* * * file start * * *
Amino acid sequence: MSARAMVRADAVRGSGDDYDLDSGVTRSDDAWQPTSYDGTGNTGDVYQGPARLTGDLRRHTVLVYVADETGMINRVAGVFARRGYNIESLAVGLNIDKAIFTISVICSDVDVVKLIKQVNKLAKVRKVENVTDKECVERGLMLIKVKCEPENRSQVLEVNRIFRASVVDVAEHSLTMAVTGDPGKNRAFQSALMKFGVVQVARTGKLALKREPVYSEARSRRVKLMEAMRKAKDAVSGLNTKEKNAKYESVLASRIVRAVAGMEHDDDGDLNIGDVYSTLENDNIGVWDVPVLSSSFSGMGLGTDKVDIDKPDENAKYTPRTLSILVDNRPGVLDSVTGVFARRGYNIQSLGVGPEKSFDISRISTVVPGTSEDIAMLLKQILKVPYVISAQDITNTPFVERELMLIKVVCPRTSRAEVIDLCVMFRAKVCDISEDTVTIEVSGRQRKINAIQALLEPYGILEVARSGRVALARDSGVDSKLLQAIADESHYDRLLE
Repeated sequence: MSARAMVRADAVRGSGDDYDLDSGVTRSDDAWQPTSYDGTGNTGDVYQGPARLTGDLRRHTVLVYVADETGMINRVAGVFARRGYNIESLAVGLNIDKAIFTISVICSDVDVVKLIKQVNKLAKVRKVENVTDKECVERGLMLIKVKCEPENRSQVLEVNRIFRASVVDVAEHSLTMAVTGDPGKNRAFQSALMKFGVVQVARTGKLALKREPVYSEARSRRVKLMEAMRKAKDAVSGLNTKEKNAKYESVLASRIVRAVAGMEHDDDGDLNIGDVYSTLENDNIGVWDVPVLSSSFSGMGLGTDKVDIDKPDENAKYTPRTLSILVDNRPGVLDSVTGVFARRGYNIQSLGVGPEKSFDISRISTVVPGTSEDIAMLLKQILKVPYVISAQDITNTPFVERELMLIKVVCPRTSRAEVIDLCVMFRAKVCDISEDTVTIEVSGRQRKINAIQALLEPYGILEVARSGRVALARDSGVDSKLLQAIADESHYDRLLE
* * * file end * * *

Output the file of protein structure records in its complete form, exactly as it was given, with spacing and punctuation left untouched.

Amino acid sequence: MSARAMVRADAVRGSGDDYDLDSGVTRSDDAWQPTSYDGTGNTGDVYQGPARLTGDLRRHTVLVYVADETGMINRVAGVFARRGYNIESLAVGLNIDKAIFTISVICSDVDVVKLIKQVNKLAKVRKVENVTDKECVERGLMLIKVKCEPENRSQVLEVNRIFRASVVDVAEHSLTMAVTGDPGKNRAFQSALMKFGVVQVARTGKLALKREPVYSEARSRRVKLMEAMRKAKDAVSGLNTKEKNAKYESVLASRIVRAVAGMEHDDDGDLNIGDVYSTLENDNIGVWDVPVLSSSFSGMGLGTDKVDIDKPDENAKYTPRTLSILVDNRPGVLDSVTGVFARRGYNIQSLGVGPEKSFDISRISTVVPGTSEDIAMLLKQILKVPYVISAQDITNTPFVERELMLIKVVCPRTSRAEVIDLCVMFRAKVCDISEDTVTIEVSGRQRKINAIQALLEPYGILEVARSGRVALARDSGVDSKLLQAIADESHYDRLLE
Repeated sequence: MSARAMVRADAVRGSGDDYDLDSGVTRSDDAWQPTSYDGTGNTGDVYQGPARLTGDLRRHTVLVYVADETGMINRVAGVFARRGYNIESLAVGLNIDKAIFTISVICSDVDVVKLIKQVNKLAKVRKVENVTDKECVERGLMLIKVKCEPENRSQVLEVNRIFRASVVDVAEHSLTMAVTGDPGKNRAFQSALMKFGVVQVARTGKLALKREPVYSEARSRRVKLMEAMRKAKDAVSGLNTKEKNAKYESVLASRIVRAVAGMEHDDDGDLNIGDVYSTLENDNIGVWDVPVLSSSFSGMGLGTDKVDIDKPDENAKYTPRTLSILVDNRPGVLDSVTGVFARRGYNIQSLGVGPEKSFDISRISTVVPGTSEDIAMLLKQILKVPYVISAQDITNTPFVERELMLIKVVCPRTSRAEVIDLCVMFRAKVCDISEDTVTIEVSGRQRKINAIQALLEPYGILEVARSGRVALARDSGVDSKLLQAIADESHYDRLLE